NewsSeptember 1, 2017 @ 9:45 AM

More Than 711 Million Email Addresses Exposed in Huge Data Breach

A malware researcher recently uncovered a spamming operation that led to a massive data breach of more than 711 million email addresses.

Paris-based security expert Benkow found an open and accessible web server that was hosted on a spambot in the Netherlands. According to Benkow’s blog post, the server, known as Onliner, has been used to distribute spam and Trojans.

Inside the Spamming Operation

The Onliner web server is home to a range of text files that contain batches of email addresses and passwords. These credentials are the keys to success for the spamming operation, which aims to circumnavigate spam filters by distributing email via authentic servers.

Onliner is being used to push the Ursnif banking malware to inboxes around the world. The Ursnif Trojan provides a means for fraudsters to collect sensitive data, including usernames, passwords and credit card information.

According to the BBC, the spamming operation appears to be the biggest of its kind ever found. The potential ramifications are also significant: Benkow told ZDNet that the distribution of the Ursnif Trojan has led to over 100,000 unique infections globally.

What Information Was Exposed?

About 80 million valid credentials were discovered in the online directory, according to the researcher’s blog. These legitimate email addresses — and their servers — allowed attackers to bypass antispam measures and send spam to the remaining 630 million accounts.

The list includes email addresses that seem to have been taken from other data breaches, such as those associated with LinkedIn, MySpace and Dropbox, The Hacker News reported. Benkow also found a list of almost 2 million email addresses that appeared to stem from a Facebook phishing campaign.

In a blog post, technology expert Troy Hunt noted the size of the data breach. Hunt, who runs the breach notification site Have I Been Pwned?, said the “mind-boggling amount of data” is the largest he has ever uploaded to his service. He noted that the 711 million records are almost the equivalent of an email address for every man, woman and child in Europe.

Reducing the Risk of a Data Breach

The origins of Onliner remain unclear, but the potential risk is obvious. The database is stored without any access controls, meaning the data is publicly available to anyone without the use of a password.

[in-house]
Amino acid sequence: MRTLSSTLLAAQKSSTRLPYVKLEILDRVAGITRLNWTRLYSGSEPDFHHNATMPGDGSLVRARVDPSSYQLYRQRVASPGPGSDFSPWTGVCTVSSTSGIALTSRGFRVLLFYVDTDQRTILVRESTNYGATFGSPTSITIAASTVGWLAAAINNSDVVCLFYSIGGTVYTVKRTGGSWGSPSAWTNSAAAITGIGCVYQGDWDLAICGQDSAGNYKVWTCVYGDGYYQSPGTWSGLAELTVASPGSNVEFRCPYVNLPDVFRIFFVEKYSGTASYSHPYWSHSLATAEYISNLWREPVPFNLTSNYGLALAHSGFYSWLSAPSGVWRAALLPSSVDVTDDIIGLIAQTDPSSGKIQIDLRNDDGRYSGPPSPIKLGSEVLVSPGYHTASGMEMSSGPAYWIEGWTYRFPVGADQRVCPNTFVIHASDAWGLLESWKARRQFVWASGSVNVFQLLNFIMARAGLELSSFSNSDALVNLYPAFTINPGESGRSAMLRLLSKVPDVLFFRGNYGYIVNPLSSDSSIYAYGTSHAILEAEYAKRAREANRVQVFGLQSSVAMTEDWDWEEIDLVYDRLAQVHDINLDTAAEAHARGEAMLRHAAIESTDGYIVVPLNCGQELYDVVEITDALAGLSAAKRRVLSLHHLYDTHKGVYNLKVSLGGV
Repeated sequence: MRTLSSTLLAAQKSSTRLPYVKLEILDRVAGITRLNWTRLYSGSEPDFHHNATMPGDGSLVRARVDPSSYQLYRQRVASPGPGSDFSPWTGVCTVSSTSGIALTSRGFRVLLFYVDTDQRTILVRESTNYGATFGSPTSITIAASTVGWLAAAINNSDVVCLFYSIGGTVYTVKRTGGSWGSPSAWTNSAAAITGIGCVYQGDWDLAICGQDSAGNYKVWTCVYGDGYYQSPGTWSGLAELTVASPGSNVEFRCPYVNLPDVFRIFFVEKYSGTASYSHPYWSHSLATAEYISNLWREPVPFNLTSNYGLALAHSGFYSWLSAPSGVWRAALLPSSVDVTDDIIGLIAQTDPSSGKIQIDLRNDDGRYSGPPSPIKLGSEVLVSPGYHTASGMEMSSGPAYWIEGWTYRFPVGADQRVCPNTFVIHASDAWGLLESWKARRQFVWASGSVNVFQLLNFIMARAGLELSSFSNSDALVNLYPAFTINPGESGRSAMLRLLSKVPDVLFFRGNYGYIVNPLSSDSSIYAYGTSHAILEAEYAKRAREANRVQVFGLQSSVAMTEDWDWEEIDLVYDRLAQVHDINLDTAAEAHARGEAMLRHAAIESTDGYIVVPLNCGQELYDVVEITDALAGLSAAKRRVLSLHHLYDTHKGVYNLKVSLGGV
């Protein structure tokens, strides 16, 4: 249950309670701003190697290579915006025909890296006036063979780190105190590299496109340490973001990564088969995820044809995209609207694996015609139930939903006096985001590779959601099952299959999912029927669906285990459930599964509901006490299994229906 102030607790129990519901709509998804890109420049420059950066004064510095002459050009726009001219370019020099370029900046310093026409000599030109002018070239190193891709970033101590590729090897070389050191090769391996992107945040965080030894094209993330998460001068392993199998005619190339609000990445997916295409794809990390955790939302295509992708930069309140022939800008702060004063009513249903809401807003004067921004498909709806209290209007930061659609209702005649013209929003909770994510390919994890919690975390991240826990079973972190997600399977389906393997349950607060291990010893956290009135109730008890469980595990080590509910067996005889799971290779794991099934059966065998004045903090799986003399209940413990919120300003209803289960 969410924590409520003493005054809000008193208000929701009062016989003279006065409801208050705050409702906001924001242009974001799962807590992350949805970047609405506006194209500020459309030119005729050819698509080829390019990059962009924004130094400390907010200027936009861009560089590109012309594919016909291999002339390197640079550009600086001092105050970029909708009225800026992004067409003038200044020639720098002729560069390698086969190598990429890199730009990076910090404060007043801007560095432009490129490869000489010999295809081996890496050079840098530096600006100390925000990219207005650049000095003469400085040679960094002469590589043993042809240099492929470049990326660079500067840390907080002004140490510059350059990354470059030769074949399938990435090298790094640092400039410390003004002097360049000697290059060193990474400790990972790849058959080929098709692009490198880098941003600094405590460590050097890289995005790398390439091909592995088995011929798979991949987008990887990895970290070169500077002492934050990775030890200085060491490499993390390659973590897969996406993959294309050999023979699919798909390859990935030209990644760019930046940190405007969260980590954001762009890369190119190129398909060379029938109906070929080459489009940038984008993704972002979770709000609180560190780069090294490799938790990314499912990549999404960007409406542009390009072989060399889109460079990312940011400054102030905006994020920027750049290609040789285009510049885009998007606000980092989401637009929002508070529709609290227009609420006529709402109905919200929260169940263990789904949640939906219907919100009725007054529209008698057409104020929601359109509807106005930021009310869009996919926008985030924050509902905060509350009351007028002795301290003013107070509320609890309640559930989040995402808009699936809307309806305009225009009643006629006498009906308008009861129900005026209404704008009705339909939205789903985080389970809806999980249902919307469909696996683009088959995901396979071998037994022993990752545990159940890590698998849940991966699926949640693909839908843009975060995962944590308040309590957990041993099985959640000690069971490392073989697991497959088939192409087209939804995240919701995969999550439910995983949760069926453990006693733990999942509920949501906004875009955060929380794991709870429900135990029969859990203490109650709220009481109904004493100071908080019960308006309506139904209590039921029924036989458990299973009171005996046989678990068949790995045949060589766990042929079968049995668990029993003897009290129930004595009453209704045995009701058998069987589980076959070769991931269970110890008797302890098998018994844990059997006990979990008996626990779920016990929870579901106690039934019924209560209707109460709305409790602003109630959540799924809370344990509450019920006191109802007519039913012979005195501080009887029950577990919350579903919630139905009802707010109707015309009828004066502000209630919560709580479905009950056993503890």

Individuals can use Have I Been Pwned? to check whether their email address is included in the service records. Affected individuals should change passwords for their email addresses and all other accounts that use a similar string, reported Graham Cluley. Users can also protect their accounts with two-factor authentication when the option is available.

The risk of data exposure is rising. More than 6 billion records were exposed through 2,227 publicly disclosed data breaches in the first half of 2017, according to research from Risk Based Security. The number of records exposed during the first half of this year is already higher than the previous all-time high at the end of 2016.

While users must act cautiously, IT managers and security experts should work to reduce the risk of a data breach. Malware researchers need to spend more time investigating the creation and distribution of spambots. He pointed to the high level of creativity and the potential interaction with other areas of cybercrime.

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Mark Samuels

Tech Journalist

Mark Samuels is an experienced business technology journalist with an outstanding track record in research. He specializes in the role of chief information officers (CIOs) and is adept at helping executives understand the business benefits of complex technologies. Key areas of interest include innovation, digital transformation, cloud computing, mobility, information security, ecommerce and big data. Mark has written articles for national newspapers, including The Guardian, The Times and The Sunday Times. He has also produced features and columns for a range of IT trade publications, such as Computer Weekly, ZDNet, Tech Republic, IT Pro, Channel Pro, CBR and The Register.